Botanical Name: Lindera benzoin
Species: L. benzoin
Common Names: Spicebush, Common spicebush, Northern spicebush, Wild allspice, or Benjamin bush
Habitat: Lindera benzoin is native to Eastern N. America – Maine and Ontario to Kentucky, Missouri and Kansas. It grows in wet woods and by streams on sandy or peaty soils. Stream banks, low woods, margins of wetlands; uplands, especially with exposed limestone, from sea level to 1200 metres.
Lindera benzoin is a deciduous shrub growing to 6–12 feet (1.8–3.7 m) tall. It has a colonial nature and often reproduces by root sprouting, forming clumps or thickets. The leaves are alternately arranged on the stem, simple, 6–15 cm (2–6 in) long and 2–6 cm (1–2 in) broad, oval or broadest beyond the middle of the leaf. They have a smooth edge with no teeth and are dark green above and paler below. The leaves, along with the stems are very aromatic when crushed with a spicy, citrusy smell, hence the common names and the specific epithet benzoin. In the fall the leaves turn a very bright and showy yellow color.
The yellow flowers grow in showy clusters which appear in early spring, before the leaves begin to grow. The flowers have 6 sepals and a very sweet odor. The ripe fruit is a red, elipsoidal, berrylike drupe, rich in lipids, about 1 cm (1?2 in) long and is eaten by several bird species. It has a “turpentine-like” taste and aromatic scent, and contains a large seed. Spicebush is dioecious (plants are either male or female), so that both sexes are needed in a garden if one wants drupes with viable seeds.
Like other dioecious plants, the female plants have a greater cost of reproduction compared to the male plants. In the wild, the population tends to have more males than females possibly due to the heavier reproductive costs on females.
Lindera benzoin is often cultivated in gardens or edges of gardens. The brightly colored fruits and early flowers along with the spherical growth form make the plant desirable in gardens. It is hardy in USDA zones 4-9 and tolerates shade excellently but will also grow in full sun. When grown in sun the plant tends to grow denser and have more berries and flowers compared to growing in shade or partial shade. It is best to grow the plant from seed as its extensive rootsystem does not handle transplanting well. At least three cultivars have been developed although they are rarely available:
*Rubra’ has brick red male flowers, the winter buds are also a darker red brown color. Since it is male it produces no fruit.
*Xanthocarpa,’ which has yellow-orange fruits, was discovered in Arnold Arboretum in 1967 by Alfred Fordham.
*Green gold’ a male, non-fruiting cultivar with larger ornamental flowers.
Although several butterflies and moths used spicebush as a host, they are not considered a serious pest.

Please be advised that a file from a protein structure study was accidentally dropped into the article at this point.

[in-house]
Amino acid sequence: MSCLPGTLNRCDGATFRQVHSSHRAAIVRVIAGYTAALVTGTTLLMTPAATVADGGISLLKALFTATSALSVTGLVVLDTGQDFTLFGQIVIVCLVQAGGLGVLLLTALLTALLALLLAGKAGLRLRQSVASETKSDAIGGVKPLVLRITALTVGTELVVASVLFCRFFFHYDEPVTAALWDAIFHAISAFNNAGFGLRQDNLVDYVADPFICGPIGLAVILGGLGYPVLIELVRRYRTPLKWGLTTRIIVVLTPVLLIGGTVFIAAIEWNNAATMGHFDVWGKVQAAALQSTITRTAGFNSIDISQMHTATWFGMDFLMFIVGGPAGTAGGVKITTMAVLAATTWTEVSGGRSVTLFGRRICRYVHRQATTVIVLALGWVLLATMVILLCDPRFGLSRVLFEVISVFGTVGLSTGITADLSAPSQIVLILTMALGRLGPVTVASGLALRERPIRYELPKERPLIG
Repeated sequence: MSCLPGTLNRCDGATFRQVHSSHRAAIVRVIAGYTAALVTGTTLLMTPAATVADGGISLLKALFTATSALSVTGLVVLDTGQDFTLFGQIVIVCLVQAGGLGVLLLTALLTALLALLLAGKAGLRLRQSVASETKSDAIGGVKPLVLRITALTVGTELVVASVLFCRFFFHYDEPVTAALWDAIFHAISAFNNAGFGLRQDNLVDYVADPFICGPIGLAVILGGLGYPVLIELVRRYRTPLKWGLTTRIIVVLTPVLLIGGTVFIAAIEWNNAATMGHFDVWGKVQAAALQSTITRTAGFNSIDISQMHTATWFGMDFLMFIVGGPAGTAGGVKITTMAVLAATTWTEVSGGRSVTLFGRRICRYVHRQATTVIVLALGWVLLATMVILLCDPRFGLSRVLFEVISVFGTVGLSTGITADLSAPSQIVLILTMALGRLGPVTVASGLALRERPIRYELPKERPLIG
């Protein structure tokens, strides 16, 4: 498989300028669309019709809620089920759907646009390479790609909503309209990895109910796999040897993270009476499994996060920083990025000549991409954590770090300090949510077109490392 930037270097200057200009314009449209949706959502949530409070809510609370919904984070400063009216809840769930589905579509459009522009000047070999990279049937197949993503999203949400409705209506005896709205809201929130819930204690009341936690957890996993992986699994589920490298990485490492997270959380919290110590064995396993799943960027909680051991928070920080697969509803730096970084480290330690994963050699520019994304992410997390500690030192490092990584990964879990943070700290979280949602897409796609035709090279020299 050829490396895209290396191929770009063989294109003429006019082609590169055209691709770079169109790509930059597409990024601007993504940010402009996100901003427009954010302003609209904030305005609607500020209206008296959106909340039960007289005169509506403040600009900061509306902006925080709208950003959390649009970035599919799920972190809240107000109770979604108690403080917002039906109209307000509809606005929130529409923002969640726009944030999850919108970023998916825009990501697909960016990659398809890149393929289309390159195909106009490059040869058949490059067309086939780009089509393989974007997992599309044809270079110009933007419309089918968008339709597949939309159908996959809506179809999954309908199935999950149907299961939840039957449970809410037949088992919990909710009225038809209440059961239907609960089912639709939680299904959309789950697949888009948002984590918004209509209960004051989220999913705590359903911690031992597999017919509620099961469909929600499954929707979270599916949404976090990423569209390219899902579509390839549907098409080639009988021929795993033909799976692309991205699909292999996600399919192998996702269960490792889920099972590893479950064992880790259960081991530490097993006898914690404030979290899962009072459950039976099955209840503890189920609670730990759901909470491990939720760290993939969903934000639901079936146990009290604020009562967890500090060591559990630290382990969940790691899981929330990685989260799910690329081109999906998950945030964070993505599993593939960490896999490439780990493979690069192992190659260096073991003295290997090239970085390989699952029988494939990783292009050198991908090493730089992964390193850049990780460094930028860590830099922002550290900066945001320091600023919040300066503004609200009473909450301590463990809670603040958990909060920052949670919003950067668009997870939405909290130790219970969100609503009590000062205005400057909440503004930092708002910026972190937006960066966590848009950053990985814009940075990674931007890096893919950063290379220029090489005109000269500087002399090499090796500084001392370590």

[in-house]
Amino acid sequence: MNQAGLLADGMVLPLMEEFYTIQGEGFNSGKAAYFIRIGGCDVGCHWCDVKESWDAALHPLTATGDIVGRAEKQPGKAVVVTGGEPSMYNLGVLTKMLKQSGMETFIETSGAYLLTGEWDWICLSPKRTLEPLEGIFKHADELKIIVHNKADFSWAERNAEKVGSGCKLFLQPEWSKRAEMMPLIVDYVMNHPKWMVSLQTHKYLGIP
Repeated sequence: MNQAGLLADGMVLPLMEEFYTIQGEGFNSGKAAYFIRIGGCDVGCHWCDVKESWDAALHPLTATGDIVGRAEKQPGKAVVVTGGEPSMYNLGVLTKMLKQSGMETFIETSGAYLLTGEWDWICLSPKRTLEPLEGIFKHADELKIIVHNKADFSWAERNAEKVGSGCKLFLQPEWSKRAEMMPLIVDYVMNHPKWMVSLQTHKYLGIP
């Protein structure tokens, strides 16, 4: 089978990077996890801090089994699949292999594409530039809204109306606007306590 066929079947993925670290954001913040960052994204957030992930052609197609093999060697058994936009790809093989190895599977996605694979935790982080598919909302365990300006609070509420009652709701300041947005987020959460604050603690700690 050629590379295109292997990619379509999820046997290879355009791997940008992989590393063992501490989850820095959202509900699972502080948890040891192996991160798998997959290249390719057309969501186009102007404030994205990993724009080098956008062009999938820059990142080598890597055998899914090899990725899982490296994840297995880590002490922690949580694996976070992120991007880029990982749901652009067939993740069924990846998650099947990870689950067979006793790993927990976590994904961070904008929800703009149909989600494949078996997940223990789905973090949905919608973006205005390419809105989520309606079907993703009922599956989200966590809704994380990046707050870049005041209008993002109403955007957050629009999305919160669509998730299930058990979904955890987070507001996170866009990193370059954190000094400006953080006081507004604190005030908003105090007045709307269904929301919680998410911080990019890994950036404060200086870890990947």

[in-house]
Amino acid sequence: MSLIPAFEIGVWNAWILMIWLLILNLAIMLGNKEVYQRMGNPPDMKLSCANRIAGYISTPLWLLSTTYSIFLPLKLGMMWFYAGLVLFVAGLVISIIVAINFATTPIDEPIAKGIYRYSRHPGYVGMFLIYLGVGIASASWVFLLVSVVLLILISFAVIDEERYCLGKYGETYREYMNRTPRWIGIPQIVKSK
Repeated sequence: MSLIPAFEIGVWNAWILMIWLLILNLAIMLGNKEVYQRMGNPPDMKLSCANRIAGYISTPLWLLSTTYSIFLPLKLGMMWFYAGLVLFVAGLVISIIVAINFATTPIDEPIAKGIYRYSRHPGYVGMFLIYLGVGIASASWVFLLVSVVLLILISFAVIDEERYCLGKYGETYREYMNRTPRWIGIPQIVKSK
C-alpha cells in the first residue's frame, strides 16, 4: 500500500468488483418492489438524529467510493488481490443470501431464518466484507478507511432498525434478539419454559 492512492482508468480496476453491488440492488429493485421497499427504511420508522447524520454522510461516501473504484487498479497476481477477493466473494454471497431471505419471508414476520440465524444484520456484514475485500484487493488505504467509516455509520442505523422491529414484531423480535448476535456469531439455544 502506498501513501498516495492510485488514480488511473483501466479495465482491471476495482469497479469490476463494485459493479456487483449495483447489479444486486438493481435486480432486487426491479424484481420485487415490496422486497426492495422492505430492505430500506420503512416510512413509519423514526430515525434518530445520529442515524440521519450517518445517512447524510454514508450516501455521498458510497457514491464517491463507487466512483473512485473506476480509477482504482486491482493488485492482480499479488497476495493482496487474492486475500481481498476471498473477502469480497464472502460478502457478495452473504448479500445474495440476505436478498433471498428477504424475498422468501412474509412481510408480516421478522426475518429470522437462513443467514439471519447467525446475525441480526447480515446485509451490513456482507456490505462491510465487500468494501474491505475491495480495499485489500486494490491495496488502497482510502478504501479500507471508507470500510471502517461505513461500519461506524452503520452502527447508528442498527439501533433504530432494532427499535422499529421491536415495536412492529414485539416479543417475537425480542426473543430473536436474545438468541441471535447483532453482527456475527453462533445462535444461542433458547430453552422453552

The young leaves, twigs and fruit contain an aromatic essential oil and make a very fragrant tea. The twigs are best gathered when in flower as the nectar adds considerably to the flavour. The dried and powdered fruit is used as a substitute for the spice ‘allspice. The fruit is about the size of an olive. The leaves can also be used as a spice substitute. The new bark is pleasant to chew.
Spice bush has a wide range of uses as a household remedy, especially in the treatment of colds, dysentery and intestinal parasites. It warrants scientific investigation. The bark is aromatic, astringent, diaphoretic, febrifuge, stimulant and tonic. It is pleasant to chew. It is used in the treatment of coughs and colds. The bark can be harvested at any time of the year and is used fresh or dried. The fruits are carminative. The oil from the fruits has been used in the treatment of bruises and rheumatism. A tea made from the twigs was a household remedy for colds, fevers, worms and colic. A steam bath of the twigs is used to cause perspiration in order to ease aches and pains in the body. The young shoots are harvested during the spring and can be used fresh or dried. The bark is diaphoretic and vermifuge. It was once widely used as a treatment for typhoid fevers and other forms of fevers.
The leaves contain small quantities of camphor and can be used as an insect repellent and disinfectant. An oil with a lavender-like fragrance is obtained from the leaves. The fruit, upon distillation, yield a spice-scented oil resembling camphor. An oil smelling of wintergreen is obtained from the twigs and bark.
Many animals feed on the leaves, twigs, and berries of spicebush. Some mammals include whitetail deer, Eastern cottontail rabbit, opossums. Over 20 species of birds including both gamebirds and song birds such as ring-necked pheasant, bobwhite, ruffed grouse and others have been known to feed on spicebush. The berries are a favorite food of wood thrushs.
Spicebush is a favorite food plant of two lepidopterous insects: the spicebush swallowtail (Papilio troilus) and the promethea silkmoth (Callosamia promethea). It also supports the caterpillars of the cynthia moth, eastern tiger swallowtail, imperial moth, and the tulip tree beauty.
Disclaimer : The information presented herein is intended for educational purposes only. Individual results may vary, and before using any supplement, it is always advisable to consult with your own health care provider.